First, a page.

In a statement on October 15, Careem announced that it was able to acquire funding worth US$200 million from a group co-led by Saudi Technology Ventures in partnership with the Al Tayyar Travel Group, the Kingdom Holding Company and Japanese firm Rakuten.

The statement added that it was the first deal to be closed in its latest US$500 million funding round, which will be channeled into expansion and investment in new technologies across the region.

Uber’s motives, according to Ismail, are to compensate for recent blows to its operations in the Middle East, Asia and Europe, in which charges leveled against the company have pushed it out of certain markets. In several cases, Uber was forced to exit due to legal disputes, or was driven off by fierce competition. Competition with Careem across the Middle East has also caused a decline in its strength.

If completed, the acquisition of Careem would increase Uber’s market value, increasing the chances of high share prices for its planned initial public offering next year. According to the Wall Street Journal, Uber received proposals from banks estimating the company’s value for an IPO at US$120 billion.

“The merger will make competition difficult for any new companies trying to enter the market,” ECA head Nabil said in a statement following the ECA’s Monday press conference. He explained that one of the reasons the authority has asked Uber and Careem to disclose the details of the merger is that there are signs that it would damage competition in the market, which would directly affect millions of people. He added that in 2016, Careem and Osta, another ride-hailing app, submitted a complaint to the ECA against Uber.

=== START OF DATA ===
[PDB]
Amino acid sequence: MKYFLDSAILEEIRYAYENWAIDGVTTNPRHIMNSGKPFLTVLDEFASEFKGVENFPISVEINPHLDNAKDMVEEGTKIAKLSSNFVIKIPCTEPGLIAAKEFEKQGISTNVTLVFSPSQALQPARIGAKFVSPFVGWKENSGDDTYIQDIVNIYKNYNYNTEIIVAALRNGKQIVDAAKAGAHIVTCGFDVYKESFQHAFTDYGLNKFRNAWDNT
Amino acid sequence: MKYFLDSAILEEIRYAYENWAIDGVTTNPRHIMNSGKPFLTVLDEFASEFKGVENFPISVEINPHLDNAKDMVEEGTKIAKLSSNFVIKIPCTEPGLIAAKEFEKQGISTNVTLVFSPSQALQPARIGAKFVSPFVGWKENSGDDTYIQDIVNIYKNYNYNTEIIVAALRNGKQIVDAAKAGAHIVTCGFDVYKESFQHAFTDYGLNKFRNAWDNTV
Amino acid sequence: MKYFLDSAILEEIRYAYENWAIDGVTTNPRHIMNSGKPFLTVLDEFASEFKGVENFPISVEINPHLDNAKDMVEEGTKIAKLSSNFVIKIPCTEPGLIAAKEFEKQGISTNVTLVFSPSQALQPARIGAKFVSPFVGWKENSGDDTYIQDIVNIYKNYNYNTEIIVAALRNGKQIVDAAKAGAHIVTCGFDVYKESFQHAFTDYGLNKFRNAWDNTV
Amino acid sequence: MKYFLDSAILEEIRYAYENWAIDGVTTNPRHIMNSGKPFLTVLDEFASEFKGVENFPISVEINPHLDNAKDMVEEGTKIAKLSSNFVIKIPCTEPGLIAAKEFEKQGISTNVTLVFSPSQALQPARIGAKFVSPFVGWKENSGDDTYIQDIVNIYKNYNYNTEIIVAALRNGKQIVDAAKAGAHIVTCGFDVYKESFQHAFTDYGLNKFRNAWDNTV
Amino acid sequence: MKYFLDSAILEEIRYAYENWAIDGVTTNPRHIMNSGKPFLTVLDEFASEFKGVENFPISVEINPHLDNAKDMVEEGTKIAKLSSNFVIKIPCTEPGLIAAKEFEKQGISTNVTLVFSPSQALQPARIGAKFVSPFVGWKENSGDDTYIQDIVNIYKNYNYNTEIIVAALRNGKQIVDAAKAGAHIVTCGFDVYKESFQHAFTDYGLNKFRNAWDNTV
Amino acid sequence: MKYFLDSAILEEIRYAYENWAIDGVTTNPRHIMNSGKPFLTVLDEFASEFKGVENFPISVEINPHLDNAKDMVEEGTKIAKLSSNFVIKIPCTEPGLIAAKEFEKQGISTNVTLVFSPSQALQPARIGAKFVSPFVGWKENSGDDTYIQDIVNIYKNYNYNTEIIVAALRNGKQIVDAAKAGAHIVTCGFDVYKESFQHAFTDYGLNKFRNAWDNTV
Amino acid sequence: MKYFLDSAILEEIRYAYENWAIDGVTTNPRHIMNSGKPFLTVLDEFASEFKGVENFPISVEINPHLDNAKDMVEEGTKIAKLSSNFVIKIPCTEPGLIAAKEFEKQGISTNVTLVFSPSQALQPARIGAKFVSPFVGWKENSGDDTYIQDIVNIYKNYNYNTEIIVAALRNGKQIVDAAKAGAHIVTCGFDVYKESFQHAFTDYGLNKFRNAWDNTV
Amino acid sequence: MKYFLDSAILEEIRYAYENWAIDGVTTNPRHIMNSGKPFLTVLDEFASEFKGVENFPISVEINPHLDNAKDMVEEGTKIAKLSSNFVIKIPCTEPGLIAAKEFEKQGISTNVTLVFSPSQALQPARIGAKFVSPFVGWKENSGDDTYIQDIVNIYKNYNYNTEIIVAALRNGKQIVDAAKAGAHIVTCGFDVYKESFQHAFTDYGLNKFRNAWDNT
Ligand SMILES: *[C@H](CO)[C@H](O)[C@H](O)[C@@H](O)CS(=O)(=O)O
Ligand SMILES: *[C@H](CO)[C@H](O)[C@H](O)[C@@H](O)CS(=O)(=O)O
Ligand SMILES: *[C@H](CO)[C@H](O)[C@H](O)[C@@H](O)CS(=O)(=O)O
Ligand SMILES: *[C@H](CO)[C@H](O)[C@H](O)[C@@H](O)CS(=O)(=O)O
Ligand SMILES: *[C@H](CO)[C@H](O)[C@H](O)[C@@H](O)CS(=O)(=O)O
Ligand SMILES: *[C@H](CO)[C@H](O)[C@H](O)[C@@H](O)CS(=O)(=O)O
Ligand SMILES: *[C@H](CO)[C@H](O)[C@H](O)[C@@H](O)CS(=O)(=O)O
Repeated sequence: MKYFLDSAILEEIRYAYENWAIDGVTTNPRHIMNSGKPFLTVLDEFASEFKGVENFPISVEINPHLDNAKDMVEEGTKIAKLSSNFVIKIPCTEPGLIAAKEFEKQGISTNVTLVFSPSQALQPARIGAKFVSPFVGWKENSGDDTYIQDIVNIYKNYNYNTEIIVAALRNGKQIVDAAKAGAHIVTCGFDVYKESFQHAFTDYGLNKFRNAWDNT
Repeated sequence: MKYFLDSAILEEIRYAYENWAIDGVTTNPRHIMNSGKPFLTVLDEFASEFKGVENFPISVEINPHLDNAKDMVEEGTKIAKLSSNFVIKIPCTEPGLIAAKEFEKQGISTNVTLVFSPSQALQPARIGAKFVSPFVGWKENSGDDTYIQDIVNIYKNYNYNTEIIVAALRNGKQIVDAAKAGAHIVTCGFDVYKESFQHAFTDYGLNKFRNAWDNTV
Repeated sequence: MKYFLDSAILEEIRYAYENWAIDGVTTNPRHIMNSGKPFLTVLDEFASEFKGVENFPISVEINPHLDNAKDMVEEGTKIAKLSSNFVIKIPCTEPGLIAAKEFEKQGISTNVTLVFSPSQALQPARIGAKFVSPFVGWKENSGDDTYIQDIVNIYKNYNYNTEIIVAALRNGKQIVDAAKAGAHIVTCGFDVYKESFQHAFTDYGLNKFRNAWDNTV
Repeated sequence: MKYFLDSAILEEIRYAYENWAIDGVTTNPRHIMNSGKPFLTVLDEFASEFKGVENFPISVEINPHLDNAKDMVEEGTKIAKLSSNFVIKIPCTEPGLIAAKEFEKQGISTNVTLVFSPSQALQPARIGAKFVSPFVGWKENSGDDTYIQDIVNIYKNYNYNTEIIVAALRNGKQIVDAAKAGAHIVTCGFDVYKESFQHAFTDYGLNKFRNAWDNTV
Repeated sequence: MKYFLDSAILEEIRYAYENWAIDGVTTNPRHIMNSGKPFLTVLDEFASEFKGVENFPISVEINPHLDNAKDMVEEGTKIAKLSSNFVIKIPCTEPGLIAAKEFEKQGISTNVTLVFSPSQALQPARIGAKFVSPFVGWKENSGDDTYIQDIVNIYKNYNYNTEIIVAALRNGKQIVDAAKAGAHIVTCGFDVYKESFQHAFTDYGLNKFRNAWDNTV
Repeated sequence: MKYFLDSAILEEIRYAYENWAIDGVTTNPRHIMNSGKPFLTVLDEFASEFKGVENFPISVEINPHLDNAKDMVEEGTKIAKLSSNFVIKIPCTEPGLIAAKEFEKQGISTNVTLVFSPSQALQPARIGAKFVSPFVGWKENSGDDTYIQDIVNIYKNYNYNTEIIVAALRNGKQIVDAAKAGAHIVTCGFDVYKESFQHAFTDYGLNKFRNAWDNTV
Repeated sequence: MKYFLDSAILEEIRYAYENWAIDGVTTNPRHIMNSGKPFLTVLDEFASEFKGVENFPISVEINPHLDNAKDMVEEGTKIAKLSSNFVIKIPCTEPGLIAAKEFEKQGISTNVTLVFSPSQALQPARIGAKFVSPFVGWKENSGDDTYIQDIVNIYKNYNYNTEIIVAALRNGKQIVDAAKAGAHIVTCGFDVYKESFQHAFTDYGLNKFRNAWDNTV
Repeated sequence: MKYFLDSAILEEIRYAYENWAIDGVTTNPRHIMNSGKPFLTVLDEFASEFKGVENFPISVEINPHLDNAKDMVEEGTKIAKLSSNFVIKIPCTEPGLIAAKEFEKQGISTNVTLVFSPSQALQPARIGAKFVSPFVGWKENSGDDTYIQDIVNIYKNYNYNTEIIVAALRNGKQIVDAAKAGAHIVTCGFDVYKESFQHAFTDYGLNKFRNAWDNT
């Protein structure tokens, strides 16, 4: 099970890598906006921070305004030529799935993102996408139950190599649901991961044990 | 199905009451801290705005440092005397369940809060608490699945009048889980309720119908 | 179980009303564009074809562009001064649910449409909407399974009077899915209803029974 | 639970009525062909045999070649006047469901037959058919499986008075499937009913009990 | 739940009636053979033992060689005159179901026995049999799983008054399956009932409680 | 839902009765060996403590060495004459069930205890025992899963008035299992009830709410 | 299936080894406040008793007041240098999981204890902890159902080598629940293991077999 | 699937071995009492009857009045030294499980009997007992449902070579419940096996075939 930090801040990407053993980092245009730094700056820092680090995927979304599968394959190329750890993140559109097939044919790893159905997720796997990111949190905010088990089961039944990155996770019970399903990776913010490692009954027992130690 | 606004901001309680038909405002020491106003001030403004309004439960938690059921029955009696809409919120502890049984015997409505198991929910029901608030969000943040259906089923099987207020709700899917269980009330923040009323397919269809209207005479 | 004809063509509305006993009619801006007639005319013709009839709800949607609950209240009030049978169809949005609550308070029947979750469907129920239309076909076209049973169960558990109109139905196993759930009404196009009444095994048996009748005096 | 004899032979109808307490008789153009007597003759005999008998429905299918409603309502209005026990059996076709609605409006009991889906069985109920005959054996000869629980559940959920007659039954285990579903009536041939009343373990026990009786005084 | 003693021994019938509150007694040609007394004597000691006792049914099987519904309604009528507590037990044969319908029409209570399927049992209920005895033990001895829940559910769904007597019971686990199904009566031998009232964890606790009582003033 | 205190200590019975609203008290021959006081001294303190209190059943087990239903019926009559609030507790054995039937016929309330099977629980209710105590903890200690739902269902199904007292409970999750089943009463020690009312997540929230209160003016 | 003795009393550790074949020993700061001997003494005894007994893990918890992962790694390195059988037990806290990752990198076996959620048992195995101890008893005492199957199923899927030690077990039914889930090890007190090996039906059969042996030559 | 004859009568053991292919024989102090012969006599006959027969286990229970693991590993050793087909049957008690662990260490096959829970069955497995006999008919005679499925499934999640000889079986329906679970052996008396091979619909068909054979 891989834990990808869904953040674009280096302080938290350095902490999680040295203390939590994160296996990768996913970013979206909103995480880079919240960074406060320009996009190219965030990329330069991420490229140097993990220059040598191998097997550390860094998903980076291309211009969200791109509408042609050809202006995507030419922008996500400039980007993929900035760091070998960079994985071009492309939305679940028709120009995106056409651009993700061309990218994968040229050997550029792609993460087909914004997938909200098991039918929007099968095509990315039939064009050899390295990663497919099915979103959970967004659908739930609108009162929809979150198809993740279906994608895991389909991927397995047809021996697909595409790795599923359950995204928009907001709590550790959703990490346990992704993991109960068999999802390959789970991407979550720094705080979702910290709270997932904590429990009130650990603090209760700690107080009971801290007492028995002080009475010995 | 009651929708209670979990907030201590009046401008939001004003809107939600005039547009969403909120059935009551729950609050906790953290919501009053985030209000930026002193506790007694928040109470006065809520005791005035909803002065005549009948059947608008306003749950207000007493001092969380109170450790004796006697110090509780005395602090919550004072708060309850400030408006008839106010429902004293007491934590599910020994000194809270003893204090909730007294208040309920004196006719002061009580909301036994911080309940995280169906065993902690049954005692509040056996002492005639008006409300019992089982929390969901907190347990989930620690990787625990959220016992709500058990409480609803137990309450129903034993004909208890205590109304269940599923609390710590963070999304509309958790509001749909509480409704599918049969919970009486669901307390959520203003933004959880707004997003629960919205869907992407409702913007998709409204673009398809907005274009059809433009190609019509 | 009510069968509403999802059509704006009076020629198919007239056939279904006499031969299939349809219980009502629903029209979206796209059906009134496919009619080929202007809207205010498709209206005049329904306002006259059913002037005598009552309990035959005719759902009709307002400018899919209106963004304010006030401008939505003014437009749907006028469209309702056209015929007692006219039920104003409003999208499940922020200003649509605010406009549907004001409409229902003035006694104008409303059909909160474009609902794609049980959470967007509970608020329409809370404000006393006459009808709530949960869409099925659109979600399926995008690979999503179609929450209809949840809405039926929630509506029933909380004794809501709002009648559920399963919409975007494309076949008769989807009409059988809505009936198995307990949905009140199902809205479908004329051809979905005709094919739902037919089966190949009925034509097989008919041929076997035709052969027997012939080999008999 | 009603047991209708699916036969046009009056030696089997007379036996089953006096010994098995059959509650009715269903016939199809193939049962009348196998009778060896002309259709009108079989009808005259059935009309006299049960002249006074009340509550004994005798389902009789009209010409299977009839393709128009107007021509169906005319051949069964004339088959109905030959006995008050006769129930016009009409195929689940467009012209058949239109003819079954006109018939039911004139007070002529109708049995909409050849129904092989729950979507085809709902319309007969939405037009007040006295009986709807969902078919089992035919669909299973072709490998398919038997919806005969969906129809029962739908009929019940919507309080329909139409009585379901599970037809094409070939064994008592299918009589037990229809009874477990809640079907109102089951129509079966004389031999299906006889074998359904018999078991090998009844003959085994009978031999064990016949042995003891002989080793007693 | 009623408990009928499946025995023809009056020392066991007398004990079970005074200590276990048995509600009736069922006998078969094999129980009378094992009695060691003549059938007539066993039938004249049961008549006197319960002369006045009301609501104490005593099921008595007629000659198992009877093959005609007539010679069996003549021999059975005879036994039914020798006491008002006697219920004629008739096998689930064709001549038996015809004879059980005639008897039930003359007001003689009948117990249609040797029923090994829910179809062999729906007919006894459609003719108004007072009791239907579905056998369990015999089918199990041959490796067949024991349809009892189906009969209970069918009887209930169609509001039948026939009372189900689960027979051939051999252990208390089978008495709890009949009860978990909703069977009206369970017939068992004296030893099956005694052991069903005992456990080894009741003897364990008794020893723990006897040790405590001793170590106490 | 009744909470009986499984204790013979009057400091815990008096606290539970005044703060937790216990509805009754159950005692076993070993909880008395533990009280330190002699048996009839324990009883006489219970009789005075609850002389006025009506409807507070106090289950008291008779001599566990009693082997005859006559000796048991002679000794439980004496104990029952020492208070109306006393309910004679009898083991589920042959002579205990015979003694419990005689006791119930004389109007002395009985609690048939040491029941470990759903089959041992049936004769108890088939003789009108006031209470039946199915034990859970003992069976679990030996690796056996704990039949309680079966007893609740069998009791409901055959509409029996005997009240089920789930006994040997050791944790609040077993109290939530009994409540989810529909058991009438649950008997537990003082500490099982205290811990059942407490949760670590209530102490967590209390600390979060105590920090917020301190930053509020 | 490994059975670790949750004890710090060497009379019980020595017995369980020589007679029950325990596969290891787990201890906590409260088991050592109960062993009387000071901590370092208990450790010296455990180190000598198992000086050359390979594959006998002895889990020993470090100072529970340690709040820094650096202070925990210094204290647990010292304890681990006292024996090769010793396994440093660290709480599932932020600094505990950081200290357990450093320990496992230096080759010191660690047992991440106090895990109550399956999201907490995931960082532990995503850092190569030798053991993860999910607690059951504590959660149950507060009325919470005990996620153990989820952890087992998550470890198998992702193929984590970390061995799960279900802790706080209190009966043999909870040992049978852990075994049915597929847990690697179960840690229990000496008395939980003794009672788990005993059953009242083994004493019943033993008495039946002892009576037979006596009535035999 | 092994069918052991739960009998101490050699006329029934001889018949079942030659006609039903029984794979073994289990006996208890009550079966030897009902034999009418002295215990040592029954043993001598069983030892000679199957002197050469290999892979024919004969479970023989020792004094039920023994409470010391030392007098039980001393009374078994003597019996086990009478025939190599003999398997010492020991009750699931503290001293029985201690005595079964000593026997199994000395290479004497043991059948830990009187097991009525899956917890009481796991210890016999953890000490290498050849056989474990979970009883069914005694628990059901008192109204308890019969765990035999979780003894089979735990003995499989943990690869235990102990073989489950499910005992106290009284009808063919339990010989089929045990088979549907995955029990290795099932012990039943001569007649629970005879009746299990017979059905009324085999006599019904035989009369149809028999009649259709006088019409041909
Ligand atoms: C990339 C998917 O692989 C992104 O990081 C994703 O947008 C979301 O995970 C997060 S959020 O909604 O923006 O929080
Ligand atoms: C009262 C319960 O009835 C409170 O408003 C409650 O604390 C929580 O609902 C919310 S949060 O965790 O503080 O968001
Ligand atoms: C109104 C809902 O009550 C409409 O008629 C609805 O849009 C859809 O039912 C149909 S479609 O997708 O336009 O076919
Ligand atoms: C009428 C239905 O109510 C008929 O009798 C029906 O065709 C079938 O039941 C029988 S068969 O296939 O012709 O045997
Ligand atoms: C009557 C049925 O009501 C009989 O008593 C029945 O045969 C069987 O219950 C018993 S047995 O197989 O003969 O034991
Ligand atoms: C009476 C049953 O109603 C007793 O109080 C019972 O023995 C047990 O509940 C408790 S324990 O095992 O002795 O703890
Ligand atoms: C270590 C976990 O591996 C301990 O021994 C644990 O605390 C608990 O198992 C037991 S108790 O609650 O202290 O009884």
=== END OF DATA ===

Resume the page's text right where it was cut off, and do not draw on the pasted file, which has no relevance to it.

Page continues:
Nabil noted that Osta’s inability to compete with Careem and Uber pushed it out of the market, harming the overall environment for competition. Osta was only able to serve areas where Careem and Uber had not yet reached. But Uber and Careem were granted better incentives based on funding capabilities, which prevented Osta from capitalizing on the areas within the market it had opened for itself.

“We are the only competition protection authority in the world that is unable to impose fines and behavioral or structural measures, because we’re always waiting on the economic courts to hear the case before we can hold a party accountable for not implementing ECA decisions,” Nabil said during the press conference. According to Ismail, the authority must intervene to stop the merger rather than wait to penalize the companies after a deal is announced, because in his view, this would be incompatible with the ECA’s mission to prevent monopolistic practices.